The backlash is shaped by extreme misogyny – or a strong feeling in sections of our society that women have a specific place and anyone who crosses the boundary is liable to be punished. These cultural walls behind which women and girls are expected to live (with some exceptions for certain classes) are stronger than the high walls of a prison. When a woman is raped, she is blamed for entering public space, for being a free citizen, for the clothes she wears, for the person she speaks to, for the place and time where she was. It is the woman who is held responsible for the crime. That is the character of the misogyny.

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The backlash to women’s entry into public space is not spontaneous. It is not a natural reaction. It is shaped by conservative forces, including religious orthodoxy and Brahmanical institutions. The backlash is refracted through hierarchies of religion and caste. We are seeing an increase in crimes against Dalit women who work in vulnerable situations each day, particularly in rural India. Their vulnerability to sexual harassment is greater because of the material conditions of their lives. The idea of “honour killings” has now become almost normal in India.

As more girls go to schools and colleges, and as more young people have the opportunity to meet each other, the likelihood of cross-caste and cross-religious romances grows. If a woman tries to assert her choice of a life partner against her family’s wishes (particularly if she wants to marry outside the boundaries of caste and religion), then there is a likelihood that she might be killed. This murder is known sickeningly as an “honour killing”. In rural areas, the Khap Panchayat [clan assembly] emerged as the keepers of feudal traditions. Many of them have authorised the murder of young people for making their own life choices.

In Kathua (Jammu and Kashmir), an eight-year-old girl was raped and murdered in January 2018. She was targeted because she was a Muslim girl, a child of the Bakarwal community. The murder took place to send a message to the community that they should not settle in that region. It was a brutal killing. The BJP leaders in the area did not call for justice. Instead, they demonstrated on behalf of the accused. That is their attitude to these killings. The RSS-BJP denies the existence of such so-called honour crimes. During the government of BJP leader Atal Bihari Vajpayee (1998-2004), the United Nations released a report on such “honour killings”. The Indian representative to the UN said no such crime takes place in India. That is why the Indian government does not collect data on these crimes, nor does it take them seriously. Khap Panchayats are given free rein because they are used to mobilise votes in rural areas. The RSS-BJP want to create separate schools for girls and boys, to deny women entry into public space and to empower parents to control their children’s movements. This is their “solution” to the problem.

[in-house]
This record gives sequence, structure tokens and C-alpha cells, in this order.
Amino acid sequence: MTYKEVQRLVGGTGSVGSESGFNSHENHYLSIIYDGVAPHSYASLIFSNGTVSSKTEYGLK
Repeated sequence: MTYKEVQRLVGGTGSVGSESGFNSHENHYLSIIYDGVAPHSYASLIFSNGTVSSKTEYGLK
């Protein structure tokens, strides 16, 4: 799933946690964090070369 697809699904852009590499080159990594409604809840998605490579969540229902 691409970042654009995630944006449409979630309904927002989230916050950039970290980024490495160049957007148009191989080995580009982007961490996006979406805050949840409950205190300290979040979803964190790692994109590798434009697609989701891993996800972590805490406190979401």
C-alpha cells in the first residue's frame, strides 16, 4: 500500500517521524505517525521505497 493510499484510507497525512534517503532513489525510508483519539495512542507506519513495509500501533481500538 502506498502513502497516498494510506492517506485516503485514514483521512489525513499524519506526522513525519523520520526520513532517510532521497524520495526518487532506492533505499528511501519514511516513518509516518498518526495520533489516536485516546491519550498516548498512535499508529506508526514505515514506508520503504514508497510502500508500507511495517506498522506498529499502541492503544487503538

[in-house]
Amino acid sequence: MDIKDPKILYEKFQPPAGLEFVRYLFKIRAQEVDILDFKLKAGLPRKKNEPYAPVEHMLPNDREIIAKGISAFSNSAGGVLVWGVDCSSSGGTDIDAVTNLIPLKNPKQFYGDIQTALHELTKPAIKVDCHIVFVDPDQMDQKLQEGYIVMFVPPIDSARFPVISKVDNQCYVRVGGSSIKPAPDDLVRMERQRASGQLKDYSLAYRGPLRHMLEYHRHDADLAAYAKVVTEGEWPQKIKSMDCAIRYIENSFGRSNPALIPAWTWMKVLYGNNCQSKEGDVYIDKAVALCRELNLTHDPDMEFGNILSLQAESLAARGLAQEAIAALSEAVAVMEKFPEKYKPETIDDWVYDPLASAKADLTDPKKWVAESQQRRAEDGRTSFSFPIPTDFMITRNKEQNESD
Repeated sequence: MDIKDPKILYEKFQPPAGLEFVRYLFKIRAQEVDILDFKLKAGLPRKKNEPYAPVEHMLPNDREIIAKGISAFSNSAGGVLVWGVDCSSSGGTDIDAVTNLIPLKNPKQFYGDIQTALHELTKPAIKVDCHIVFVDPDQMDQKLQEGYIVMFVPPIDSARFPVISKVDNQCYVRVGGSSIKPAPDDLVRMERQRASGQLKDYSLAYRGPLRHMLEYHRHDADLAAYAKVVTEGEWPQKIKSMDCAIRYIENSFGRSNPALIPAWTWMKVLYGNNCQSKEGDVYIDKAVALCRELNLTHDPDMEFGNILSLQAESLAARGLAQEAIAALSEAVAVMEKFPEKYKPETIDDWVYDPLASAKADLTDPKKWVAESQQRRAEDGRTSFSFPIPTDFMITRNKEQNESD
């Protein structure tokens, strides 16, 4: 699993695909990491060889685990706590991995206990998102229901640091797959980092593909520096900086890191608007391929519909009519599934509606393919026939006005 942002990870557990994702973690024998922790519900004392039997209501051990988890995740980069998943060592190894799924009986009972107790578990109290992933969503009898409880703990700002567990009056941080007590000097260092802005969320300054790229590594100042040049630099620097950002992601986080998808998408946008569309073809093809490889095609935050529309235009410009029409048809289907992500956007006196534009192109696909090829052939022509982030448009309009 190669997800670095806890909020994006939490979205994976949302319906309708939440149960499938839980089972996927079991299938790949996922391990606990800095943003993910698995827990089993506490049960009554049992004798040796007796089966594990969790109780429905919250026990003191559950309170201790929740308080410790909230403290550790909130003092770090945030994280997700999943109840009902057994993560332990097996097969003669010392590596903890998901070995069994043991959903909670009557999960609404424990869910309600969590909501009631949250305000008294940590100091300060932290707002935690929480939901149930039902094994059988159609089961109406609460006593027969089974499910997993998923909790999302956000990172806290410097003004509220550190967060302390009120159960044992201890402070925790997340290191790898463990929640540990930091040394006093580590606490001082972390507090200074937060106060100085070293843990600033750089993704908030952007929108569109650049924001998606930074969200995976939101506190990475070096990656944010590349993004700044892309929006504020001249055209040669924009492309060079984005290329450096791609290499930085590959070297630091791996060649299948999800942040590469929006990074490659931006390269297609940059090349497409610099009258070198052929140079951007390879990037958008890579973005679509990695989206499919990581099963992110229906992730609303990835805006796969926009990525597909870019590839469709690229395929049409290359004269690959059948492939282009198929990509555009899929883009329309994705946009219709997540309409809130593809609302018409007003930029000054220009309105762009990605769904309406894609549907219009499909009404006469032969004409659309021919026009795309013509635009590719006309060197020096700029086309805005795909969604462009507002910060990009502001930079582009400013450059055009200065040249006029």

As a result of the callous attitude of the government, India has one of the lowest rates of conviction for crimes against women. In any given year, at least 70% of cases are in the “pending” category – that is, they are yet to be heard and decided by the courts – and of the cases heard and decided, 75% to 80% of the accused walk free. Some people want to bring the death penalty to India as a way to tackle these kinds of killings. I am against the death penalty in principle. Apart from all the other reasons, it is certainly not going to solve the problem or lessen the rate of crimes against women. On the contrary, as women’s organisations in India have argued, it could lead to more killings of the victims of rape so as to ensure she does not give witness. The struggle has to be for the certainty of punishment. We do certainly need stringent punishment for barbaric sexual crimes which should include life imprisonment.

Brinda Karat has been a member of the Communist Party of India (Marxist) (CPI(M)) for almost five decades and was elected to the CPI(M)’s politburo in 2005. She began her party work in the trade union movement and then led the All-India Democratic Women’s Association from 1993 to 2004.

Since 2006, Karat has been working with the Adivasi Adhikar Rashtriya Manch, a platform of indigenous communities. She was a member of India’s Parliament from 2005 to 2011.

Part One:

This is an edited excerpt from an interview first published by the Tricontinental: Institute for Social Research.